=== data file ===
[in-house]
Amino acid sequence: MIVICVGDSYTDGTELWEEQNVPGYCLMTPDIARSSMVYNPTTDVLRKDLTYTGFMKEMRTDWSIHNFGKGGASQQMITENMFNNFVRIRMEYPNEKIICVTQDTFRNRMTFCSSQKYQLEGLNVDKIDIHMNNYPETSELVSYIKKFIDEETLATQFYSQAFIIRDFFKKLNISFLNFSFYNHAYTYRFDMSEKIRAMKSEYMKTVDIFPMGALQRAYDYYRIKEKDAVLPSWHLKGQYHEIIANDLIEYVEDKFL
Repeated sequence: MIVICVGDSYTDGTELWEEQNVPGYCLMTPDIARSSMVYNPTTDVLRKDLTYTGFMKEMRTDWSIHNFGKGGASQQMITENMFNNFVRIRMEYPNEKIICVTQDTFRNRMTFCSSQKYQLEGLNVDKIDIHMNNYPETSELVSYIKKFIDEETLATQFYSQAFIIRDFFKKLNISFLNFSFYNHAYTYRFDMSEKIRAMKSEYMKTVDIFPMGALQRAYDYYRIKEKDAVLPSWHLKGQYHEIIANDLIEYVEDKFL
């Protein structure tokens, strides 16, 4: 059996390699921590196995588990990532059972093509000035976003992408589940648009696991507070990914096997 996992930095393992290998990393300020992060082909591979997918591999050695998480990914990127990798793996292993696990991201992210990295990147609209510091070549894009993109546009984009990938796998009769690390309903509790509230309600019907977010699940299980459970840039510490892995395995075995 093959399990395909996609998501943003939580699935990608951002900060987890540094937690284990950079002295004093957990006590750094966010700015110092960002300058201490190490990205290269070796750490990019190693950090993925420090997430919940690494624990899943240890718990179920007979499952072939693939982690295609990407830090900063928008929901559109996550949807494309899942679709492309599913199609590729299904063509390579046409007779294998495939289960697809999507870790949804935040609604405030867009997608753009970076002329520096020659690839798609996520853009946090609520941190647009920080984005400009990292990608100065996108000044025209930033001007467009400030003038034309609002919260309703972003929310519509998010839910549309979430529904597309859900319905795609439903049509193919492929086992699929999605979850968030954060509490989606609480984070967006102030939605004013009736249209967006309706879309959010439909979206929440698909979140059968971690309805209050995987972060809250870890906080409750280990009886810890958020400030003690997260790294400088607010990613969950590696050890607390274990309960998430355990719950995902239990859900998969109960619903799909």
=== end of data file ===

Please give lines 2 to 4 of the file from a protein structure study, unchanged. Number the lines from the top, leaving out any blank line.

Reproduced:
Amino acid sequence: MIVICVGDSYTDGTELWEEQNVPGYCLMTPDIARSSMVYNPTTDVLRKDLTYTGFMKEMRTDWSIHNFGKGGASQQMITENMFNNFVRIRMEYPNEKIICVTQDTFRNRMTFCSSQKYQLEGLNVDKIDIHMNNYPETSELVSYIKKFIDEETLATQFYSQAFIIRDFFKKLNISFLNFSFYNHAYTYRFDMSEKIRAMKSEYMKTVDIFPMGALQRAYDYYRIKEKDAVLPSWHLKGQYHEIIANDLIEYVEDKFL
Repeated sequence: MIVICVGDSYTDGTELWEEQNVPGYCLMTPDIARSSMVYNPTTDVLRKDLTYTGFMKEMRTDWSIHNFGKGGASQQMITENMFNNFVRIRMEYPNEKIICVTQDTFRNRMTFCSSQKYQLEGLNVDKIDIHMNNYPETSELVSYIKKFIDEETLATQFYSQAFIIRDFFKKLNISFLNFSFYNHAYTYRFDMSEKIRAMKSEYMKTVDIFPMGALQRAYDYYRIKEKDAVLPSWHLKGQYHEIIANDLIEYVEDKFL
């Protein structure tokens, strides 16, 4: 059996390699921590196995588990990532059972093509000035976003992408589940648009696991507070990914096997 996992930095393992290998990393300020992060082909591979997918591999050695998480990914990127990798793996292993696990991201992210990295990147609209510091070549894009993109546009984009990938796998009769690390309903509790509230309600019907977010699940299980459970840039510490892995395995075995 093959399990395909996609998501943003939580699935990608951002900060987890540094937690284990950079002295004093957990006590750094966010700015110092960002300058201490190490990205290269070796750490990019190693950090993925420090997430919940690494624990899943240890718990179920007979499952072939693939982690295609990407830090900063928008929901559109996550949807494309899942679709492309599913199609590729299904063509390579046409007779294998495939289960697809999507870790949804935040609604405030867009997608753009970076002329520096020659690839798609996520853009946090609520941190647009920080984005400009990292990608100065996108000044025209930033001007467009400030003038034309609002919260309703972003929310519509998010839910549309979430529904597309859900319905795609439903049509193919492929086992699929999605979850968030954060509490989606609480984070967006102030939605004013009736249209967006309706879309959010439909979206929440698909979140059968971690309805209050995987972060809250870890906080409750280990009886810890958020400030003690997260790294400088607010990613969950590696050890607390274990309960998430355990719950995902239990859900998969109960619903799909």